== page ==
Breaking barriers through art

Tenzin Wangchuk splashes the paint randomly. Spectators are left guessing. What it is going be, the artist himself doesn’t know. With use of only a straw and raw paint, Tenzin Wangchuk is on to creating something of a masterpiece.

This is Tenzin’s first time trying one of the contemporary art forms – the straw painting or blow painting.

“It will get better, hopefully,” say Tenzin in between the random acts. The 19-year-old is a student at the Draktsho East in Kanglung. He has cerebral plasy, a condition that affects movement and coordination.

Sitting on a wheelchair, Tenzin waits for his tutor’s instructions. He laves the canvas neatly with water, holds the brush firmly between his index and ring fingers; movement of his hands is a little difficult.

Tenzin has difficulty speaking too. Struggling to give words meaning, he says: “I’m actually enjoying this. I never thought I could paint with my mouth.”

Employing the straw technique, it’s a withered tree Tenzin’s got on the canvas.

Along with Tenzin are some 20 differently-abled students of Draktsho East taking part in a week-long art camp in Kanglung that began on July 17. The Indo-Bhutan Summer Youth Interaction Art Camp aims to encourage differently-abled students by provide them with a platform to showcase their talents.

Jigme Dorji, one of the instructors at the camp, said that the programme is conducted mainly to break the stereotypical barriers that restrict differently-abled people from doing what is considered “normal”.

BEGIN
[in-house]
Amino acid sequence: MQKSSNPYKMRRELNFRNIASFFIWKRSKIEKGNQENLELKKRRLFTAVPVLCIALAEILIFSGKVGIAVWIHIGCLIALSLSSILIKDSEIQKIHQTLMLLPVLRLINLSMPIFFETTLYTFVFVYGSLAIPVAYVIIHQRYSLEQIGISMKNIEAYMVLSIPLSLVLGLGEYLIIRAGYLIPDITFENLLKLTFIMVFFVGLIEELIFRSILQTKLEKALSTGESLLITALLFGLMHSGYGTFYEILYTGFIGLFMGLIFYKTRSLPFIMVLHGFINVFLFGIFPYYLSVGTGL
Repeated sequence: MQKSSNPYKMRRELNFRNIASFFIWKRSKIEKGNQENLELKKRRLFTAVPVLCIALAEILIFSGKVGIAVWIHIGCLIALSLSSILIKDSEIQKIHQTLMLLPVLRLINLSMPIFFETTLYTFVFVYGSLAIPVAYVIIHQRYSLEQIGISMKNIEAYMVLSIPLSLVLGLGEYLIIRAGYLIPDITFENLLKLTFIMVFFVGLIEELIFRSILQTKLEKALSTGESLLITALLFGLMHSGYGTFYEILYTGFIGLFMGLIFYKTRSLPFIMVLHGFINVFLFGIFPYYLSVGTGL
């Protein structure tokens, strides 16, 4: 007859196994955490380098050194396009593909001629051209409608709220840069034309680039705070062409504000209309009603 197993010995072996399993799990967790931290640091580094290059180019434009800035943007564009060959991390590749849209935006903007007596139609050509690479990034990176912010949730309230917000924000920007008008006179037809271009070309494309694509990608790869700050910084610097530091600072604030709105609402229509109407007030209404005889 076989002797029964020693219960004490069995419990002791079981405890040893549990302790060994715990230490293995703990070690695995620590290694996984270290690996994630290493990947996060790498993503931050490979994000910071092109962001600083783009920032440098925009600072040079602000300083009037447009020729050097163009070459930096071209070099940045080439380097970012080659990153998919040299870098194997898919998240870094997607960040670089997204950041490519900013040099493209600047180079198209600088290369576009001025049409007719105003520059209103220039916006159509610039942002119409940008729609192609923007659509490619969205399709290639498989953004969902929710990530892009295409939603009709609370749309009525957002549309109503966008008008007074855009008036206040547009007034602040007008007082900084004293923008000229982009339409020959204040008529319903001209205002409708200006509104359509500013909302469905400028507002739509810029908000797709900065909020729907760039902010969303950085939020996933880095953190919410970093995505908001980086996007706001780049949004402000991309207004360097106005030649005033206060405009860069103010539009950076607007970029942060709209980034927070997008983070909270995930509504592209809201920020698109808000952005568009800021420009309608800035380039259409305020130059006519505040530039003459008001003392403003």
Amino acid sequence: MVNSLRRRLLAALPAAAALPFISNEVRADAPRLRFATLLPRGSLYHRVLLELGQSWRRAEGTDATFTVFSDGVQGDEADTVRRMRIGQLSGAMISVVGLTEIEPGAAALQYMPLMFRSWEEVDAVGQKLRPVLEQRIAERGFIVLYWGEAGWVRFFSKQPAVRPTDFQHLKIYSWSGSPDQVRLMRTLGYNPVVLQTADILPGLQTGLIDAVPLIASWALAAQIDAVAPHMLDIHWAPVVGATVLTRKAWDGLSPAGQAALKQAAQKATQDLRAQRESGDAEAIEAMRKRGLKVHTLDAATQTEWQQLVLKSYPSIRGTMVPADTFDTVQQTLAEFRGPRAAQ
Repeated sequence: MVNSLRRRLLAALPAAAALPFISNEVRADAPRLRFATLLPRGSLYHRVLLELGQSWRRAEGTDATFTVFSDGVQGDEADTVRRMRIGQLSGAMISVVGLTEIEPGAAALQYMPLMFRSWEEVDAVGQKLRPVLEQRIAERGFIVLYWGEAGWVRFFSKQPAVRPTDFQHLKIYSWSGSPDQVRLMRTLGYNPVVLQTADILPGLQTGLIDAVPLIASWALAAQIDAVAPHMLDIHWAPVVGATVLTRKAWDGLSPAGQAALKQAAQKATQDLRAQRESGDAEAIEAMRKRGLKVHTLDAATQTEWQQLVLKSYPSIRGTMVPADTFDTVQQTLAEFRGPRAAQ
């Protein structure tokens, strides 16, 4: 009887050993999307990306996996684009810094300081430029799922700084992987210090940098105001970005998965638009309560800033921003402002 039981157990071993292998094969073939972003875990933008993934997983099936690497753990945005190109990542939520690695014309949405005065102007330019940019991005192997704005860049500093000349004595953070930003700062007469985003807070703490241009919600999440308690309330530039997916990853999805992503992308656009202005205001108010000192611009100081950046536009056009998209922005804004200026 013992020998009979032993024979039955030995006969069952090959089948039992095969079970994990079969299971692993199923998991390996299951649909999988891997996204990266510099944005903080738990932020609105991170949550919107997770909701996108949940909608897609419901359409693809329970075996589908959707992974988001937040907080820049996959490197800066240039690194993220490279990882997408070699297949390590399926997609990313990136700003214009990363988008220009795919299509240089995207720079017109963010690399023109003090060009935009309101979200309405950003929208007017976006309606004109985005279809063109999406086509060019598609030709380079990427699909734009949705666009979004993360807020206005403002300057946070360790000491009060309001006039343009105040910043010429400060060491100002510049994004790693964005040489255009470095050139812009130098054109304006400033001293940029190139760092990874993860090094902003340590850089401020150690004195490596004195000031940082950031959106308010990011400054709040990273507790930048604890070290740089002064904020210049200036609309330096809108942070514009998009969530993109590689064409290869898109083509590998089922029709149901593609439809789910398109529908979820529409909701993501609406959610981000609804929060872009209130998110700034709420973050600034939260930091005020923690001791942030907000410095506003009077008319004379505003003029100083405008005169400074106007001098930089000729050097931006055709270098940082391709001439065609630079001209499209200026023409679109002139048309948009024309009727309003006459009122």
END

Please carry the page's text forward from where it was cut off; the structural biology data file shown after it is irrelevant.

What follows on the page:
Also at the camp are 25 students from Trashiyangtse and Trashigang. The students are members of the VAST-Yangtse that was founded by Jigme Dorji in 2012.

“The camp is an opportunity for people living with and without disabilities and to break the stigma that prevails in the society,” said Jigme Dorji. “It is an interactive programme that allows both the parties to learn from each other.”

He said that teaching the differently-abled students the forms of contemporary art is difficult. “I do not know their language. But we are all coping up fast. We communicate through art and it is simply beautiful how the students understand the language of art.”

Principal of Draktsho East, Karma Garab Dorji, said that the camp provides an ideal situation where students with and without disabilities can learn from each other. “The word disability is something that is perceived by people in the society. In reality, everyone is equipped with different abilities.”

Karma Garab Dorji said that the students at his institute possess talents in the field of painting, sculpting and tailoring, among others. “It is all about creating opportunities. If there are opportunities, there is no disability.”

Funded by India-Bhutan Foundation, the art camp is organised by VAST-Yangtse in collaboration with Draktsho East and Open Your Heart to Bhutan.

Younten Tshedup | Trashigang

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